To be sure, system-modeling lets us do things - genuinely useful things. To enstructure the cultural field of the Program Era is to unconceal the intricate dialectic of repudiation and re-embrace of the University, in those who have already chosen it - by now, a grand and tremendous mass of contemporary players, who have to be dealt with. In addition to debunking the deluded pretense to exteriority that is the object of so much gratuitous defiance and arbitration, in interfaculty affairs, this serves the more constructive purpose of opening up, in the archive of extant work on each of McGurl’s medial and limit cases, a substantial space for elaboration. (It does point, as well, to one reason not to affirm the integration of creative writing into the U.S. university, in its historical architectonic as a sinecure: that is, the extent to which the institutionalized creative writer’s hostility to the institution may be said to negate the practical commitment to teaching. That is, the labor problem, to put it bluntly, presented by writers who minimize or avoid their teaching responsibility - through manipulation of the system, or a more passive and more destructive attrition of time and effort - while clinging tenaciously to the university payroll in every other respect. The epitaph McGurl draws from a letter of Nabokov to Edmund Wilson - “I am sick of teaching, I am sick of teaching, I am sick of teaching” [McGurl, 1] - says it all.) And the project of extending McGurl’s cardinally novelistic analysis to the other major genres offers, as McGurl concedes with unfeigned charity, work yet to be done.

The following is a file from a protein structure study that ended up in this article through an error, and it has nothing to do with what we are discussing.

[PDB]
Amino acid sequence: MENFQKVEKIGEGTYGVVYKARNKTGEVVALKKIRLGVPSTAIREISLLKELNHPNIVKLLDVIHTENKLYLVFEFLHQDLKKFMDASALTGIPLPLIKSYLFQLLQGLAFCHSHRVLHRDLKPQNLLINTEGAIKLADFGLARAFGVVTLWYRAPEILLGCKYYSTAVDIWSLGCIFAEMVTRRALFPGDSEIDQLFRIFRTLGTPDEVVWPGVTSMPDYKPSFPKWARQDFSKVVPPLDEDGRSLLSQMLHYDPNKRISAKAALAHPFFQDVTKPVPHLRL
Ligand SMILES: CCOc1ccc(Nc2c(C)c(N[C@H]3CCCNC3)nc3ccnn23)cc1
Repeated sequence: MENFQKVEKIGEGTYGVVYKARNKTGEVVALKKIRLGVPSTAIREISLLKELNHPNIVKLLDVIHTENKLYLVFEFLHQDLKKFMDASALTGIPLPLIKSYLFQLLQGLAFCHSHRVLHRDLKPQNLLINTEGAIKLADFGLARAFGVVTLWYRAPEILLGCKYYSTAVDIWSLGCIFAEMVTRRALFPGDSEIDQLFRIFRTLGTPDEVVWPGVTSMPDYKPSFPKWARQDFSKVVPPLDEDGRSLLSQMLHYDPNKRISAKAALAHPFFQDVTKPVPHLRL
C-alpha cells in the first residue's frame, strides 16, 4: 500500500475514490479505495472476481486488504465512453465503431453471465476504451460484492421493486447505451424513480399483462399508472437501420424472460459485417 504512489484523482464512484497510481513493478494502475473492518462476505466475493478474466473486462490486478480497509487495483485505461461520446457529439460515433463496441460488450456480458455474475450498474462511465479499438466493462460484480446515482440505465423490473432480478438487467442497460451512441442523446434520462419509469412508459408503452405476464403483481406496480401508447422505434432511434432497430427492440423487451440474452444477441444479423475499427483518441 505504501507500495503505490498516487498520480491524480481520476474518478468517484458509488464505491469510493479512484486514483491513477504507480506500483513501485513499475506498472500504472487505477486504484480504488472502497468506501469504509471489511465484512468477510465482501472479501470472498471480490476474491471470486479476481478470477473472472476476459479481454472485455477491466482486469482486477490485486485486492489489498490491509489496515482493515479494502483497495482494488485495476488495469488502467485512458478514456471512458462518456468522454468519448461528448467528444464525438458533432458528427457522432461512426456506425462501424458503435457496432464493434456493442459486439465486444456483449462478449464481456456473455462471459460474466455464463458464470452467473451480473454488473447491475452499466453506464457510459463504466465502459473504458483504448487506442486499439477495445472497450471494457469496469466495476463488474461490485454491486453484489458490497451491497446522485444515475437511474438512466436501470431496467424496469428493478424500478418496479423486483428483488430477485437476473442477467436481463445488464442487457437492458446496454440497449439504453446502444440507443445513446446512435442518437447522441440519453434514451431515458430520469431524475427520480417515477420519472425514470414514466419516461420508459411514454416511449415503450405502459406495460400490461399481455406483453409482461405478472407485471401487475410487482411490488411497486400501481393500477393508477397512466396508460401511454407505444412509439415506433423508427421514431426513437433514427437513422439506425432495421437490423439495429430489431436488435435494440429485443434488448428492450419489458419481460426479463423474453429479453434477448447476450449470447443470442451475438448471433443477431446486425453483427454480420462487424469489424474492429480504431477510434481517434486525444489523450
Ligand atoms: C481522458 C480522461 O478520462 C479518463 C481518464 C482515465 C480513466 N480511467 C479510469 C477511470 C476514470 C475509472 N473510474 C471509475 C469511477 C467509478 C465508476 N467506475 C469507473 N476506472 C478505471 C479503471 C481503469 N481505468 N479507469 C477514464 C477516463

Another consequence, of course, is the erasure, by specular convergence if not cancellation, of the “underground”: of those who do genuinely choose against the System. There is not much one can do, in the end, to bring the recumbent figure of System to reconciliation, extorted or otherwise, with the heuristic schism maintained by its subterrain - though constrained as they are to produce such negotiations, institutionalized literary critics and scholars probably will (and probably should) never stop trying. Not even such a paladin of flexile systemic integration as Macherey ever seems fully competent to affirm the detachment of the exception from the best-played rule: thus the insistence, pedantic to the point of repressive desublimation, on a division of literary-critical from primary productive literary labor that one finds accompanying so many such auto-assignments, from Eichenbaum on. Pierre Macherey, Pour une théorie de la production littéraire (Paris, François Maspero, 1966); Macherey, A Theory of Literary Production, trans. Geoffrey Wall (New York and London: Routledge, 2006). (The chapter entitled “The Spoken and the Unspoken” is especially instructive, in this respect.) See also Boris Eichenbaum, “The Theory of the ‘Formal Method’,” Russian Formalist Criticism: Four Essays, trans. Lee T. Lemon and Marion J. Reis (Lincoln and London: U of Nebraska P, 1965), 107: “In rejecting [literary-critical eclecticism], the Formalists actually rejected and still reject not the methods, but rather the irresponsible mixing of various disciplines and their problems.” When it advances to aggravated self-defense, such pedantry is driven to the recognition of stupid undergrounds not only as romantic, within a disposition of literary-critical space, but as jejune, in a consecution of literary-historiographic time. See Paul Mann, “Stupid Undergrounds,” Masocriticism (Albany: SUNY Press, 1999): 127-94. To this constellation of disappointment, McGurl himself will occasionally ante a modernist jeer at the corny nostalgia latent in otherwise “tough-minded” travails - in his assessment of Ronald Sukenick’s vanguard escapism, for example, or of the cryptoradical fantasia at the center of the center of Pascale Casanova’s ballyhooed The World Republic of Letters (a work, it must be said, that in some of its very best features, The Program Era itself readily calls to mind). McGurl, 324-8; Casanova, La république mondiale des lettres (Paris: Éditions du Seuil, 1999); Casanova, The World Republic of Letters, trans. M. B. DeBevoise (Cambridge, MA: Harvard UP, 2004). Certainly, the solitary masculinist-performative exploits of a Sukenick are scarcely exemplars of progressive confidentiality; but who is to say that non-stupid undergrounds cannot be constituted precisely as rival institutions , without being detected at once by university radar? Mann, Masocriticism, x, xii: “Every manifesto, every exhibition, every review, every monograph, every attempt to take up or tear down the banner of the avant-gardes in the critical arena, every attempt to advance the avant-garde’s claims or to put them to rest: no matter what their ideological strategy or stakes, all end up serving the ‘white economy’ of cultural production. It is, finally, circulation alone that matters…. What if there were an avant-garde that was no longer committed to throwing itself on the spears of its enemies but operated in utter secrecy? What if the very history of cultural recuperation led us to imagine that some segment of what had once been the avant-garde must finally have learned from its mistakes and extended its trajectory into silence and invisibility? It might be necessary then to turn that silence and invisibility back against the critical project; it might be necessary to inflict that silence on one’s own discourse and suffer it as a kind of wound.” See also Mann, The Theory-Death of the Avant-Garde (Bloomington and Indianapolis: Indiana UP, 1991), 143: “If the death of the avant-garde is its complete representation within the white economy, then one must assume that other projects have realized this and decided to disappear. In the end it is the theoretical condition of this disappearance that poses the greatest challenge.”